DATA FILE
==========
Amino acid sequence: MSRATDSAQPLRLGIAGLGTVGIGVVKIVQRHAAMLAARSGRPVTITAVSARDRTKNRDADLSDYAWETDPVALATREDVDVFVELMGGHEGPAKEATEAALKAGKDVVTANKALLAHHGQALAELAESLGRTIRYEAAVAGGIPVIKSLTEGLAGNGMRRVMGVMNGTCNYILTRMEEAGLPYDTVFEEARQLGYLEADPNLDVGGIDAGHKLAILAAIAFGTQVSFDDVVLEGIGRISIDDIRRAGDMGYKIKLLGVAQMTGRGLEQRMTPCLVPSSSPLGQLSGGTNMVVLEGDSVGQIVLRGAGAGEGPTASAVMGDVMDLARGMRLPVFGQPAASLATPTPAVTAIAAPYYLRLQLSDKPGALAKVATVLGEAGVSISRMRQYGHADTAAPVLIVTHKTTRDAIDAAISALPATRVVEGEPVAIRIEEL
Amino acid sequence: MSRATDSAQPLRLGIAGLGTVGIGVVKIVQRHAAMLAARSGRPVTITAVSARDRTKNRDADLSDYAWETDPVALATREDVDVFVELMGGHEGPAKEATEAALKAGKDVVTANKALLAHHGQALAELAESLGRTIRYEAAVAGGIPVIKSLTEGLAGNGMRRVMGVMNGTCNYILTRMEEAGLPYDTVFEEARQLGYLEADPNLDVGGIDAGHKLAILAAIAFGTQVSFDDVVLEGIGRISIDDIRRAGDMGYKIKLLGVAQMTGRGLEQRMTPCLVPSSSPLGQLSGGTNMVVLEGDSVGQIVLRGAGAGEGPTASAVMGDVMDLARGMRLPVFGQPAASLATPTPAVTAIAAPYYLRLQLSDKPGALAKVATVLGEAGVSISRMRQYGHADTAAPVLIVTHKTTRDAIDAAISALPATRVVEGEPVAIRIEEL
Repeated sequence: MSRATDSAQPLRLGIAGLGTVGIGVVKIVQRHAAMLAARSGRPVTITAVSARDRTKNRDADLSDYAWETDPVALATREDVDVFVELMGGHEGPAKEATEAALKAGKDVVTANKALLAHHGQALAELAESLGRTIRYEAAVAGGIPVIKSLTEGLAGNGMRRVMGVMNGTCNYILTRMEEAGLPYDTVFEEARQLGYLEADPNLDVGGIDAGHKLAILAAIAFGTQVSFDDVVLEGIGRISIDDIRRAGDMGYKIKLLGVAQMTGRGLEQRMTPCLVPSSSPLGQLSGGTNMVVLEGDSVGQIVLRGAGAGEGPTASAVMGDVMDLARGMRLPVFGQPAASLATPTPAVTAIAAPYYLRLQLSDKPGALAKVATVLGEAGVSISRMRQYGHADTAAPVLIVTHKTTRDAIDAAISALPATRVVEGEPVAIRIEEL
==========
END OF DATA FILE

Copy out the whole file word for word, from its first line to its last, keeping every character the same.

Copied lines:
Amino acid sequence: MSRATDSAQPLRLGIAGLGTVGIGVVKIVQRHAAMLAARSGRPVTITAVSARDRTKNRDADLSDYAWETDPVALATREDVDVFVELMGGHEGPAKEATEAALKAGKDVVTANKALLAHHGQALAELAESLGRTIRYEAAVAGGIPVIKSLTEGLAGNGMRRVMGVMNGTCNYILTRMEEAGLPYDTVFEEARQLGYLEADPNLDVGGIDAGHKLAILAAIAFGTQVSFDDVVLEGIGRISIDDIRRAGDMGYKIKLLGVAQMTGRGLEQRMTPCLVPSSSPLGQLSGGTNMVVLEGDSVGQIVLRGAGAGEGPTASAVMGDVMDLARGMRLPVFGQPAASLATPTPAVTAIAAPYYLRLQLSDKPGALAKVATVLGEAGVSISRMRQYGHADTAAPVLIVTHKTTRDAIDAAISALPATRVVEGEPVAIRIEEL
Amino acid sequence: MSRATDSAQPLRLGIAGLGTVGIGVVKIVQRHAAMLAARSGRPVTITAVSARDRTKNRDADLSDYAWETDPVALATREDVDVFVELMGGHEGPAKEATEAALKAGKDVVTANKALLAHHGQALAELAESLGRTIRYEAAVAGGIPVIKSLTEGLAGNGMRRVMGVMNGTCNYILTRMEEAGLPYDTVFEEARQLGYLEADPNLDVGGIDAGHKLAILAAIAFGTQVSFDDVVLEGIGRISIDDIRRAGDMGYKIKLLGVAQMTGRGLEQRMTPCLVPSSSPLGQLSGGTNMVVLEGDSVGQIVLRGAGAGEGPTASAVMGDVMDLARGMRLPVFGQPAASLATPTPAVTAIAAPYYLRLQLSDKPGALAKVATVLGEAGVSISRMRQYGHADTAAPVLIVTHKTTRDAIDAAISALPATRVVEGEPVAIRIEEL
Repeated sequence: MSRATDSAQPLRLGIAGLGTVGIGVVKIVQRHAAMLAARSGRPVTITAVSARDRTKNRDADLSDYAWETDPVALATREDVDVFVELMGGHEGPAKEATEAALKAGKDVVTANKALLAHHGQALAELAESLGRTIRYEAAVAGGIPVIKSLTEGLAGNGMRRVMGVMNGTCNYILTRMEEAGLPYDTVFEEARQLGYLEADPNLDVGGIDAGHKLAILAAIAFGTQVSFDDVVLEGIGRISIDDIRRAGDMGYKIKLLGVAQMTGRGLEQRMTPCLVPSSSPLGQLSGGTNMVVLEGDSVGQIVLRGAGAGEGPTASAVMGDVMDLARGMRLPVFGQPAASLATPTPAVTAIAAPYYLRLQLSDKPGALAKVATVLGEAGVSISRMRQYGHADTAAPVLIVTHKTTRDAIDAAISALPATRVVEGEPVAIRIEEL